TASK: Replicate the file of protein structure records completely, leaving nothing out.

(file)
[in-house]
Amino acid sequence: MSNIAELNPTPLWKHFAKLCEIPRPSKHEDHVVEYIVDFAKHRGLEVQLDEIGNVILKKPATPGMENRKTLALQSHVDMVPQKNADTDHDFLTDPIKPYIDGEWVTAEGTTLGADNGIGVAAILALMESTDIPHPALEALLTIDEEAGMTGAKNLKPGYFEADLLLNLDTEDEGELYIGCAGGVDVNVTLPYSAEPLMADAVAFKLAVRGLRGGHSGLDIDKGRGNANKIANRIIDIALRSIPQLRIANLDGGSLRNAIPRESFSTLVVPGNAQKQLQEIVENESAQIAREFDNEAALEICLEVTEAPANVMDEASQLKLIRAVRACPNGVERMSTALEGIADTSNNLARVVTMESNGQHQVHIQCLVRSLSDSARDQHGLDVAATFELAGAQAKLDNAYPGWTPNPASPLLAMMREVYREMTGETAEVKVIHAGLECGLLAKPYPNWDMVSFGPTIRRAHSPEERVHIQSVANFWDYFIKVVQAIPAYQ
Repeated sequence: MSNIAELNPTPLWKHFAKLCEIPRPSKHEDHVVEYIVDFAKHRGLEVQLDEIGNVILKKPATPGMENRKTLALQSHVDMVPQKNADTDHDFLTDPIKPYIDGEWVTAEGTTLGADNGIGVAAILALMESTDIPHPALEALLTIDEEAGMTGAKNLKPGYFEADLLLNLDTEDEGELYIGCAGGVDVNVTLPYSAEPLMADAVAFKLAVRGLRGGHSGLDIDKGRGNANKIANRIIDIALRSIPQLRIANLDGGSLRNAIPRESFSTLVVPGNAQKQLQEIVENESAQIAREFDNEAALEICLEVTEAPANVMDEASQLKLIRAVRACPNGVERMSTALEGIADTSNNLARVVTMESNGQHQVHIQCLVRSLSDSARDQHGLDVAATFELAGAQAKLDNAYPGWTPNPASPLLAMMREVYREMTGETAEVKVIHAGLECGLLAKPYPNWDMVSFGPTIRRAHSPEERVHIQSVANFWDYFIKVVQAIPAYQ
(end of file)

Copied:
[in-house]
Amino acid sequence: MSNIAELNPTPLWKHFAKLCEIPRPSKHEDHVVEYIVDFAKHRGLEVQLDEIGNVILKKPATPGMENRKTLALQSHVDMVPQKNADTDHDFLTDPIKPYIDGEWVTAEGTTLGADNGIGVAAILALMESTDIPHPALEALLTIDEEAGMTGAKNLKPGYFEADLLLNLDTEDEGELYIGCAGGVDVNVTLPYSAEPLMADAVAFKLAVRGLRGGHSGLDIDKGRGNANKIANRIIDIALRSIPQLRIANLDGGSLRNAIPRESFSTLVVPGNAQKQLQEIVENESAQIAREFDNEAALEICLEVTEAPANVMDEASQLKLIRAVRACPNGVERMSTALEGIADTSNNLARVVTMESNGQHQVHIQCLVRSLSDSARDQHGLDVAATFELAGAQAKLDNAYPGWTPNPASPLLAMMREVYREMTGETAEVKVIHAGLECGLLAKPYPNWDMVSFGPTIRRAHSPEERVHIQSVANFWDYFIKVVQAIPAYQ
Repeated sequence: MSNIAELNPTPLWKHFAKLCEIPRPSKHEDHVVEYIVDFAKHRGLEVQLDEIGNVILKKPATPGMENRKTLALQSHVDMVPQKNADTDHDFLTDPIKPYIDGEWVTAEGTTLGADNGIGVAAILALMESTDIPHPALEALLTIDEEAGMTGAKNLKPGYFEADLLLNLDTEDEGELYIGCAGGVDVNVTLPYSAEPLMADAVAFKLAVRGLRGGHSGLDIDKGRGNANKIANRIIDIALRSIPQLRIANLDGGSLRNAIPRESFSTLVVPGNAQKQLQEIVENESAQIAREFDNEAALEICLEVTEAPANVMDEASQLKLIRAVRACPNGVERMSTALEGIADTSNNLARVVTMESNGQHQVHIQCLVRSLSDSARDQHGLDVAATFELAGAQAKLDNAYPGWTPNPASPLLAMMREVYREMTGETAEVKVIHAGLECGLLAKPYPNWDMVSFGPTIRRAHSPEERVHIQSVANFWDYFIKVVQAIPAYQ